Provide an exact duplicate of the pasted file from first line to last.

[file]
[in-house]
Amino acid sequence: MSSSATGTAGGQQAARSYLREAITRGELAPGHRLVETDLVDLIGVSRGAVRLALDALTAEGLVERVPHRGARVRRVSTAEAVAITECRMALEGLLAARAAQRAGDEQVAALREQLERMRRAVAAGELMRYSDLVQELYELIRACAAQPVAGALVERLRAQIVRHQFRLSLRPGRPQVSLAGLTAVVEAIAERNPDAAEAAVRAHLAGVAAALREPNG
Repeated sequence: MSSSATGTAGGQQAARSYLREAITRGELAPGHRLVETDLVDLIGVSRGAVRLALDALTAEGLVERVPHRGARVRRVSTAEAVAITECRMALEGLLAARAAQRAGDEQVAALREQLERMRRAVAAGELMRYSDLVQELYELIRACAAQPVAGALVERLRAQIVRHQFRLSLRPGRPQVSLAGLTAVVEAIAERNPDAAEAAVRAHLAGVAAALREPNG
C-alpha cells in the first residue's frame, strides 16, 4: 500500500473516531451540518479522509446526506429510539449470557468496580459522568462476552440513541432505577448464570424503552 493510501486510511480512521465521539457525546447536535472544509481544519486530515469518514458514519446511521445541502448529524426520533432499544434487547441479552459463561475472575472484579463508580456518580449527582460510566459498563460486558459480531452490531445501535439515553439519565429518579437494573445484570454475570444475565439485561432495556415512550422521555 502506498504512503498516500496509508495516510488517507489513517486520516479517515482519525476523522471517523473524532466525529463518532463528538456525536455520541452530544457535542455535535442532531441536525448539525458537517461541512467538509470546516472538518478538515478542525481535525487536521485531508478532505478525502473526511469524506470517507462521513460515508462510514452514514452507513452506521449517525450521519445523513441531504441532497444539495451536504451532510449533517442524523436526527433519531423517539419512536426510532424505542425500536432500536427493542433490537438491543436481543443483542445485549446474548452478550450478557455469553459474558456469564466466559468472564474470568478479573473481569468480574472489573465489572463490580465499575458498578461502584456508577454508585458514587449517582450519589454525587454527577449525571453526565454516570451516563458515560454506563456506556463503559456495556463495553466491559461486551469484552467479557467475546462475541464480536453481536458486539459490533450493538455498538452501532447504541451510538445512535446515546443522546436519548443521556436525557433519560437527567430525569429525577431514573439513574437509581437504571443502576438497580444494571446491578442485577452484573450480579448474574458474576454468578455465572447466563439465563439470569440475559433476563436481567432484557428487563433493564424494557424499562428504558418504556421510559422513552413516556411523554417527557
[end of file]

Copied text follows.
[in-house]
Amino acid sequence: MSSSATGTAGGQQAARSYLREAITRGELAPGHRLVETDLVDLIGVSRGAVRLALDALTAEGLVERVPHRGARVRRVSTAEAVAITECRMALEGLLAARAAQRAGDEQVAALREQLERMRRAVAAGELMRYSDLVQELYELIRACAAQPVAGALVERLRAQIVRHQFRLSLRPGRPQVSLAGLTAVVEAIAERNPDAAEAAVRAHLAGVAAALREPNG
Repeated sequence: MSSSATGTAGGQQAARSYLREAITRGELAPGHRLVETDLVDLIGVSRGAVRLALDALTAEGLVERVPHRGARVRRVSTAEAVAITECRMALEGLLAARAAQRAGDEQVAALREQLERMRRAVAAGELMRYSDLVQELYELIRACAAQPVAGALVERLRAQIVRHQFRLSLRPGRPQVSLAGLTAVVEAIAERNPDAAEAAVRAHLAGVAAALREPNG
C-alpha cells in the first residue's frame, strides 16, 4: 500500500473516531451540518479522509446526506429510539449470557468496580459522568462476552440513541432505577448464570424503552 493510501486510511480512521465521539457525546447536535472544509481544519486530515469518514458514519446511521445541502448529524426520533432499544434487547441479552459463561475472575472484579463508580456518580449527582460510566459498563460486558459480531452490531445501535439515553439519565429518579437494573445484570454475570444475565439485561432495556415512550422521555 502506498504512503498516500496509508495516510488517507489513517486520516479517515482519525476523522471517523473524532466525529463518532463528538456525536455520541452530544457535542455535535442532531441536525448539525458537517461541512467538509470546516472538518478538515478542525481535525487536521485531508478532505478525502473526511469524506470517507462521513460515508462510514452514514452507513452506521449517525450521519445523513441531504441532497444539495451536504451532510449533517442524523436526527433519531423517539419512536426510532424505542425500536432500536427493542433490537438491543436481543443483542445485549446474548452478550450478557455469553459474558456469564466466559468472564474470568478479573473481569468480574472489573465489572463490580465499575458498578461502584456508577454508585458514587449517582450519589454525587454527577449525571453526565454516570451516563458515560454506563456506556463503559456495556463495553466491559461486551469484552467479557467475546462475541464480536453481536458486539459490533450493538455498538452501532447504541451510538445512535446515546443522546436519548443521556436525557433519560437527567430525569429525577431514573439513574437509581437504571443502576438497580444494571446491578442485577452484573450480579448474574458474576454468578455465572447466563439465563439470569440475559433476563436481567432484557428487563433493564424494557424499562428504558418504556421510559422513552413516556411523554417527557